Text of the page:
1970s, meditation and other stress-reduction techniques have been studied as
possible treatments for depression and anxiety. One such practice, yoga, has received
less attention in the medical literature, though it has become increasingly
popular in recent decades.
Yoga is an
ancient and complex practice, rooted in Indian philosophy. It began as a
spiritual practice but has become popular as a way of promoting physical and
mental well-being. Classical yoga practiced in most of the regions
emphasizes physical postures (asanas), breathing techniques (pranayama),
and meditation (dhyana).
Research into the
health benefits of yoga done by Yoga Australia
the practice of yoga has undergone hundreds of
years of research through the trialing of the ancient practitioners, who in
turn observed the effects upon their students. In recent years there have been
a growing number of well designed studies into the health benefits of yoga.
These show that the practice of yoga is safe, useful and very cost effective
for a wide range of conditions and life-stages Yoga Australia continues to keep
informed of the latest research and has compiled a representative list of some
of the areas of research undertaken in the past few years.
Loudon A, Barnett T, Piller N, Immink
MA & Williams AD.
Secondary arm lymphoedema continues to
affect at least 20% of women after treatment for breast cancer requiring lifelong
professional treatment and self-management. The holistic practice of yoga may
offer benefits as an adjunct self-management option. The aim of this small
pilot trial was to gain preliminary data to determine the effect of yoga on
women with stage one breast cancer-related lymphoedema (BCRL). This paper
reports the results for the primary and secondary outcomes.
An 8-week yoga
intervention reduced tissue in duration of the affected upper arm and decreased
the QOL sub-scale of symptoms. Arm volume of lymphoedema and extra-cellular
fluid did not increase.
Research into the
health benefits of yoga done by NIH National Centre for Complementary and
suggested possible benefits of yoga for several aspects of wellness, including
stress management, mental/emotional health, promoting healthy eating/activity
habits, sleep, and balance.
Of 17 studies (involving 1,070 total participants) of yoga for stress
management included in a recent review, 12 showed improvements in physical or
psychological measures related to stress.
In a recent review of 14 studies (involving 1,084 total participants)
that assessed the effects of yoga on positive aspects of mental health, 10
studies found evidence of benefits, such as improvements in resilience or
general mental well-being.
Promoting healthy eating/activity habits
A 2018 survey of young adults (involving 1,820 participants) showed that
practicing yoga regularly was associated with better eating and physical
activity habits. In interviews, people who took the survey said they thought
yoga supported healthier habits through greater mindfulness, motivation to
participate in other forms of activity and eat healthier, and the influence of
a health-minded yoga community.
Yoga has been shown to be helpful for sleep in several studies of cancer
patients and older adults and in individual studies in other population groups,
including people with arthritis, pregnant women, and women with
Of 15 studies (688 total participants) looking at the effect of yoga on
balance in healthy people, 11 showed improvements in at least one outcome
related to balance.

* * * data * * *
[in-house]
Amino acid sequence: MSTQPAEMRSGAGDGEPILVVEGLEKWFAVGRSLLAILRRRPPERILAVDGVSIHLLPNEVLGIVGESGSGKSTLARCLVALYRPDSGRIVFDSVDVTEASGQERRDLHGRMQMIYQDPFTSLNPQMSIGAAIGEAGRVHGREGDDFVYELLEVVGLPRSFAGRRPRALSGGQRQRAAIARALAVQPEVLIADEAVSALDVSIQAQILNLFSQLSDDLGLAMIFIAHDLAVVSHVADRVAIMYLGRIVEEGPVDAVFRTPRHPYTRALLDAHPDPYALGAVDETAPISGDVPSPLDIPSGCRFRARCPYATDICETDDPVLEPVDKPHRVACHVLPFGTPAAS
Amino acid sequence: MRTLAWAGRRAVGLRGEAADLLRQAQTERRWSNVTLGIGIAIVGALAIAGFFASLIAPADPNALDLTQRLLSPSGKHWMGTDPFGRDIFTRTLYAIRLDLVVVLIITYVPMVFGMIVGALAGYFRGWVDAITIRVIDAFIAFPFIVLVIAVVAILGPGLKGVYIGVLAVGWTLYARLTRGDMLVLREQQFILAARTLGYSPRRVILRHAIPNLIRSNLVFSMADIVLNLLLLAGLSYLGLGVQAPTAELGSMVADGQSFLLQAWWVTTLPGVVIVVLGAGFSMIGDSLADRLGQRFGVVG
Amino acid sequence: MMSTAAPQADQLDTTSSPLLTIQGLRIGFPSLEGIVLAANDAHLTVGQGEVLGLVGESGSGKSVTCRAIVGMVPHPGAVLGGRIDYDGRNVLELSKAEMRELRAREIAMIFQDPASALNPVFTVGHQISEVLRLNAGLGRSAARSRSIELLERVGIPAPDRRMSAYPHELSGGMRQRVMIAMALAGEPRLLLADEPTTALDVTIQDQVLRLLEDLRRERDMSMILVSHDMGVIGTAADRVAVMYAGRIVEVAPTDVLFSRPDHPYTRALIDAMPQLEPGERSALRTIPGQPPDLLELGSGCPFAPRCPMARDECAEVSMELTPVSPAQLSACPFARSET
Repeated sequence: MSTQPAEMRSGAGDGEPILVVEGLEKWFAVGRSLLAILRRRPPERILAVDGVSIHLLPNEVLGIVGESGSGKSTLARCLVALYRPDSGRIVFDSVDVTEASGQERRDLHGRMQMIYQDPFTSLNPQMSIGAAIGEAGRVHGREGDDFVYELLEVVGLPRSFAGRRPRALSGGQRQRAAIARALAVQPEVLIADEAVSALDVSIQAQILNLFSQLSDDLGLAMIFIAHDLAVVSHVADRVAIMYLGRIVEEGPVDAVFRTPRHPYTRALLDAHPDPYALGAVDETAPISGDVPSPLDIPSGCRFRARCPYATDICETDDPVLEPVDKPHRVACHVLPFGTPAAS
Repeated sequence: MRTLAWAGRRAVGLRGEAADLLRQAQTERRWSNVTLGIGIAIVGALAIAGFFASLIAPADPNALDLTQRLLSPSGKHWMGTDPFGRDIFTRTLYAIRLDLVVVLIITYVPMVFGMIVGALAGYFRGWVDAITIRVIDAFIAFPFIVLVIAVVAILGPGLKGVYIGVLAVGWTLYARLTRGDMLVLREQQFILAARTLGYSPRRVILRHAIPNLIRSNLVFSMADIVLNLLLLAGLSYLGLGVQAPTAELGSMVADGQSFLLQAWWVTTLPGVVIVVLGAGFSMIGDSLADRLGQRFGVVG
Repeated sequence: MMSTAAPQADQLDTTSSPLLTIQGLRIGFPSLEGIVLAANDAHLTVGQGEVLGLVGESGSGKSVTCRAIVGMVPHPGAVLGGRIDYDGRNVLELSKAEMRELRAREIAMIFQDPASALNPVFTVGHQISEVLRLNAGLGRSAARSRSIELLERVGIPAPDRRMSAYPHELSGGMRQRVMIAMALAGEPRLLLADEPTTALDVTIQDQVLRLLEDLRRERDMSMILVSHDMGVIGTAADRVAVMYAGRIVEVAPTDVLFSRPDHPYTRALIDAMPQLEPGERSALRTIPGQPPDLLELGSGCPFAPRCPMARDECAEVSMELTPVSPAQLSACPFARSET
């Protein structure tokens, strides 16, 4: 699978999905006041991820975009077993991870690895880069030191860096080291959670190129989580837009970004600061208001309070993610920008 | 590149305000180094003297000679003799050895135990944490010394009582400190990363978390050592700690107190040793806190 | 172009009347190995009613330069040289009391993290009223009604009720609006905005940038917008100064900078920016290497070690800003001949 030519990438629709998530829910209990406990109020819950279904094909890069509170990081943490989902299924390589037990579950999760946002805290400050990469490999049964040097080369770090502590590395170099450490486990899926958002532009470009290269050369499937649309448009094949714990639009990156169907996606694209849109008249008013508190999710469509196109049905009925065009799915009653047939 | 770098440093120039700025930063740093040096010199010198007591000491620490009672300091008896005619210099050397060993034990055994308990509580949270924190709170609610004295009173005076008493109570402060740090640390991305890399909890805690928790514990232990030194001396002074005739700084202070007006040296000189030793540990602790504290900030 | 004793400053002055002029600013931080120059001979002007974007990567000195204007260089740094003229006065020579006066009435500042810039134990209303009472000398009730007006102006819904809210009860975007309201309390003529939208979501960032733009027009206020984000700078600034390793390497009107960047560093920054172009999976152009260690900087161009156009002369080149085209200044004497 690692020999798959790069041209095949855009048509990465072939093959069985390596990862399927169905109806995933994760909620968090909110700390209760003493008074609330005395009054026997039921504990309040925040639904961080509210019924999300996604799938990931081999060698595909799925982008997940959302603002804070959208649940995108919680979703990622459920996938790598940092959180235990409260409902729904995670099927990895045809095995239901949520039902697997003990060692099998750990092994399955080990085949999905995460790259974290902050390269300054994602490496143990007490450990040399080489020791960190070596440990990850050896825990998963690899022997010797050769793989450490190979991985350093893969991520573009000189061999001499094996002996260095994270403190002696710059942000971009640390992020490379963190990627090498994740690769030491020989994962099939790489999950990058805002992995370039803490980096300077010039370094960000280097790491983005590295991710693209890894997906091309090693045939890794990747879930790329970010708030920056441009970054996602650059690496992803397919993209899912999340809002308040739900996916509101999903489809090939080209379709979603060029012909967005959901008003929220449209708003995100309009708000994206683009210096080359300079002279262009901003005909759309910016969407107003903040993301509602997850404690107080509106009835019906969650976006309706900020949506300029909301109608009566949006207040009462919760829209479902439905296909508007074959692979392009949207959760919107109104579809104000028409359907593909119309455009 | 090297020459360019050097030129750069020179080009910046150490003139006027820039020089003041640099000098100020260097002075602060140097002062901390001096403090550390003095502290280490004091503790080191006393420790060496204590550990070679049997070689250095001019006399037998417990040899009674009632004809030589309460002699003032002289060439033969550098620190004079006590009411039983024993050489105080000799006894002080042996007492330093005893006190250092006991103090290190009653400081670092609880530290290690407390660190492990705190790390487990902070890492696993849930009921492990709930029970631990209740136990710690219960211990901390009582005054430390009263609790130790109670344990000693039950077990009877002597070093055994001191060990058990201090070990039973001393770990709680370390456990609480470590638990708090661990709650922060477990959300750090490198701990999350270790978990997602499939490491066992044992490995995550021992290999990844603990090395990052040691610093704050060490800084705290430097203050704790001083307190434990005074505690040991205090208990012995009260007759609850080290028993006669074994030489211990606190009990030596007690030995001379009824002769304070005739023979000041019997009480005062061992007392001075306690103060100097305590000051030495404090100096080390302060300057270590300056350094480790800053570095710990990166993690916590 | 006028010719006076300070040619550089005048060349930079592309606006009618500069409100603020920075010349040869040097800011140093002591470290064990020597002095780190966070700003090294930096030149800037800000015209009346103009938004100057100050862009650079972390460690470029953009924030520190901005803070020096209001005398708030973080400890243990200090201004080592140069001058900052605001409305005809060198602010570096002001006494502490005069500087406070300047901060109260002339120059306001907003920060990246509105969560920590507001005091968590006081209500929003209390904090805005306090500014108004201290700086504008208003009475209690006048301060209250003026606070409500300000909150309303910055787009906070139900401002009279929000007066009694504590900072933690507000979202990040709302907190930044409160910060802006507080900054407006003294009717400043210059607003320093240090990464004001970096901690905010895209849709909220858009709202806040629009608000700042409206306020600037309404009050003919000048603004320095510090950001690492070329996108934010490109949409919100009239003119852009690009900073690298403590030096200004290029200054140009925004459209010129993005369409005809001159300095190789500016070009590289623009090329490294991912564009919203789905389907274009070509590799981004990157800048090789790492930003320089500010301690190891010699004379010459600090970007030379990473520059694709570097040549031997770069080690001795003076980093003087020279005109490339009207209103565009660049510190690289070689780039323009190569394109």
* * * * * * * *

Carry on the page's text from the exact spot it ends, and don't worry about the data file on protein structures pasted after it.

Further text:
Research into the
health benefits of yoga done by Harvard University
Natural anxiety relief
reviews of a wide range of yoga practices suggest they can reduce the impact of
exaggerated stress responses and may be helpful for both anxiety and
depression. In this respect, yoga functions like other self-soothing
techniques, such as meditation, relaxation, exercise, or even socializing with
perceived stress and anxiety, yoga appears to modulate stress response systems.
This, in turn, decreases physiological arousal — for example, reducing the
heart rate, lowering blood pressure, and easing respiration. There is also
evidence that yoga practices help increase heart rate variability, an indicator
of the body's ability to respond to stress more flexibly.
A small but
intriguing study done at the University of Utah provided some insight into the
effect of yoga on the stress response by looking at the participants' responses
to pain. The researchers noted that people who have a poorly regulated response
to stress are also more sensitive to pain. Their subjects were 12 experienced
yoga practitioners, 14 people with fibromyalgia (a condition many researchers
consider a stress-related illness that is characterized by hypersensitivity to
pain), and 16 healthy volunteers.
three groups were subjected to more or less painful thumbnail pressure, the
participants with fibromyalgia — as expected — perceived pain at lower pressure
levels compared with the other subjects. Functional MRIs showed they also had
the greatest activity in areas of the brain associated with the pain response.
In contrast, the yoga practitioners had the highest pain tolerance and lowest
pain-related brain activity during the MRI. The study underscores the value of
techniques, such as yoga, that can help a person regulate their stress and,
therefore, pain responses.
Benefits of yoga
forms of yoga practice are safe, some are strenuous and may not be appropriate
for everyone. In particular, elderly patients or those with mobility problems
may want to check first with a clinician before choosing yoga as a treatment
But for many
patients dealing with depression, anxiety, or stress, yoga may be a very
appealing way to better manage symptoms. Indeed, the scientific study of yoga
demonstrates that mental and physical health are not just closely allied but
are essentially equivalent. The evidence is growing that yoga practice is a
relatively low-risk, high-yield approach to improving overall health.